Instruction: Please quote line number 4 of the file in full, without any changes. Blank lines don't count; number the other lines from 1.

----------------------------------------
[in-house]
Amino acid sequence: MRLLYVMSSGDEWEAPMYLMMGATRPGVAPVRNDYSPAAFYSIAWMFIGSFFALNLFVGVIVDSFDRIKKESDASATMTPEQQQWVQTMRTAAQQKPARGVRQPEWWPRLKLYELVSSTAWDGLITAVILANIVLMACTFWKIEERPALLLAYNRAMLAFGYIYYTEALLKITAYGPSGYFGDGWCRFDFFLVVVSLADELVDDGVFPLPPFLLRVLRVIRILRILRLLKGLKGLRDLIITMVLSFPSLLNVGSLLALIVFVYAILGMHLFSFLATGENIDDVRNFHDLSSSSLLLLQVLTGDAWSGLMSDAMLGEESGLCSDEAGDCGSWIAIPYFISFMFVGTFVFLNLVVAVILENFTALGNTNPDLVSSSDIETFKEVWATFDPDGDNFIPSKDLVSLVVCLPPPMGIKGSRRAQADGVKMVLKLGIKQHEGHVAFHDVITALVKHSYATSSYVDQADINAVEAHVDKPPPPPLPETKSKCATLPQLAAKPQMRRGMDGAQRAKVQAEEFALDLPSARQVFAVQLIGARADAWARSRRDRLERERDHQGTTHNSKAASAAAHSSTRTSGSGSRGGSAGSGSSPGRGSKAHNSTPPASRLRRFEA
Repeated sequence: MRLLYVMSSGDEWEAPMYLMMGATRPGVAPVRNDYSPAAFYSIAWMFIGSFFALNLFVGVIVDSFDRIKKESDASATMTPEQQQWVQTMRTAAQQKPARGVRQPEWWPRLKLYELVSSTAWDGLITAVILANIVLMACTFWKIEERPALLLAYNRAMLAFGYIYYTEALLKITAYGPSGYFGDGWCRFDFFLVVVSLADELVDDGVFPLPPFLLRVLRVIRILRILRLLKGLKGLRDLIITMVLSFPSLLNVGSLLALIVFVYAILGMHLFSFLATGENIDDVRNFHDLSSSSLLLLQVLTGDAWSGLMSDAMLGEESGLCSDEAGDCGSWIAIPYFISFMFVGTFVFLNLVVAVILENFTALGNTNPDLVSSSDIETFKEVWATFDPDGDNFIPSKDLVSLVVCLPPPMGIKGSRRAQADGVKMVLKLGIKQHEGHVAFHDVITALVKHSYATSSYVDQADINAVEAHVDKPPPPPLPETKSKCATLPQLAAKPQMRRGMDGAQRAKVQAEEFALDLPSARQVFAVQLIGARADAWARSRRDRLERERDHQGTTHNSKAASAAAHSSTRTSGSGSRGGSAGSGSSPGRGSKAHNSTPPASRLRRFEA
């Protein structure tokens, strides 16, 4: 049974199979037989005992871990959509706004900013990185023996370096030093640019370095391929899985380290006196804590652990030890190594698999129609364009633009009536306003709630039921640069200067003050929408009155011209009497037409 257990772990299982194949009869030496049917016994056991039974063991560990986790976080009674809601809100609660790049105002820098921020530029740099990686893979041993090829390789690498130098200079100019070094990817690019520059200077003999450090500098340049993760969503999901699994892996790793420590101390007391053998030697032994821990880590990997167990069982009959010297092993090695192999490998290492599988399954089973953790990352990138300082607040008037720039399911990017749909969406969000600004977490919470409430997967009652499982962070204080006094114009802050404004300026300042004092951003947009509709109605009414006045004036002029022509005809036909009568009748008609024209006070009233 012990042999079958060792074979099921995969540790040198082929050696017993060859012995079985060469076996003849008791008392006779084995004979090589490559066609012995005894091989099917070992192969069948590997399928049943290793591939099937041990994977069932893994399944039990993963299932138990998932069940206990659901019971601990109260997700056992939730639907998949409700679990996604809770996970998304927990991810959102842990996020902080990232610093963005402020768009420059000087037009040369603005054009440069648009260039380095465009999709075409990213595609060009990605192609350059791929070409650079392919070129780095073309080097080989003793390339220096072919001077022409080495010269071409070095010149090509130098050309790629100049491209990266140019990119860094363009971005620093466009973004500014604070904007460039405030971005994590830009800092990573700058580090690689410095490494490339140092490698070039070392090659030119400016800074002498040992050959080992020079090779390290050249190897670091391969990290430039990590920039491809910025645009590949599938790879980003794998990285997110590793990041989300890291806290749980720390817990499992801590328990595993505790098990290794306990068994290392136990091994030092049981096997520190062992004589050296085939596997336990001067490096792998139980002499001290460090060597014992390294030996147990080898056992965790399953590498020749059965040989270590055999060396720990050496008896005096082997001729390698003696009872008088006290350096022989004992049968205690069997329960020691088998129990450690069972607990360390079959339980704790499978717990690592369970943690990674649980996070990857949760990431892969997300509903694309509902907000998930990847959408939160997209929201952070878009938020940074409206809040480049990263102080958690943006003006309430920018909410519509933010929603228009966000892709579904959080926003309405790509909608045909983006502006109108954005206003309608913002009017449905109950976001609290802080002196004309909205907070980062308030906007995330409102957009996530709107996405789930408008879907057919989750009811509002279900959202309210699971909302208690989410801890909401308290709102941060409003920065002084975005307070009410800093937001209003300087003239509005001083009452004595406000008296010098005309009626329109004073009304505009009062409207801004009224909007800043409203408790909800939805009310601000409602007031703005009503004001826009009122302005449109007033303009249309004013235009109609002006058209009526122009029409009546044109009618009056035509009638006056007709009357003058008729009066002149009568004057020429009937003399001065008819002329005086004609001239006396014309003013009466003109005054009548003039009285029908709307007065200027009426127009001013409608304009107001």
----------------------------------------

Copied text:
């Protein structure tokens, strides 16, 4: 049974199979037989005992871990959509706004900013990185023996370096030093640019370095391929899985380290006196804590652990030890190594698999129609364009633009009536306003709630039921640069200067003050929408009155011209009497037409 257990772990299982194949009869030496049917016994056991039974063991560990986790976080009674809601809100609660790049105002820098921020530029740099990686893979041993090829390789690498130098200079100019070094990817690019520059200077003999450090500098340049993760969503999901699994892996790793420590101390007391053998030697032994821990880590990997167990069982009959010297092993090695192999490998290492599988399954089973953790990352990138300082607040008037720039399911990017749909969406969000600004977490919470409430997967009652499982962070204080006094114009802050404004300026300042004092951003947009509709109605009414006045004036002029022509005809036909009568009748008609024209006070009233 012990042999079958060792074979099921995969540790040198082929050696017993060859012995079985060469076996003849008791008392006779084995004979090589490559066609012995005894091989099917070992192969069948590997399928049943290793591939099937041990994977069932893994399944039990993963299932138990998932069940206990659901019971601990109260997700056992939730639907998949409700679990996604809770996970998304927990991810959102842990996020902080990232610093963005402020768009420059000087037009040369603005054009440069648009260039380095465009999709075409990213595609060009990605192609350059791929070409650079392919070129780095073309080097080989003793390339220096072919001077022409080495010269071409070095010149090509130098050309790629100049491209990266140019990119860094363009971005620093466009973004500014604070904007460039405030971005994590830009800092990573700058580090690689410095490494490339140092490698070039070392090659030119400016800074002498040992050959080992020079090779390290050249190897670091391969990290430039990590920039491809910025645009590949599938790879980003794998990285997110590793990041989300890291806290749980720390817990499992801590328990595993505790098990290794306990068994290392136990091994030092049981096997520190062992004589050296085939596997336990001067490096792998139980002499001290460090060597014992390294030996147990080898056992965790399953590498020749059965040989270590055999060396720990050496008896005096082997001729390698003696009872008088006290350096022989004992049968205690069997329960020691088998129990450690069972607990360390079959339980704790499978717990690592369970943690990674649980996070990857949760990431892969997300509903694309509902907000998930990847959408939160997209929201952070878009938020940074409206809040480049990263102080958690943006003006309430920018909410519509933010929603228009966000892709579904959080926003309405790509909608045909983006502006109108954005206003309608913002009017449905109950976001609290802080002196004309909205907070980062308030906007995330409102957009996530709107996405789930408008879907057919989750009811509002279900959202309210699971909302208690989410801890909401308290709102941060409003920065002084975005307070009410800093937001209003300087003239509005001083009452004595406000008296010098005309009626329109004073009304505009009062409207801004009224909007800043409203408790909800939805009310601000409602007031703005009503004001826009009122302005449109007033303009249309004013235009109609002006058209009526122009029409009546044109009618009056035509009638006056007709009357003058008729009066002149009568004057020429009937003399001065008819002329005086004609001239006396014309003013009466003109005054009548003039009285029908709307007065200027009426127009001013409608304009107001």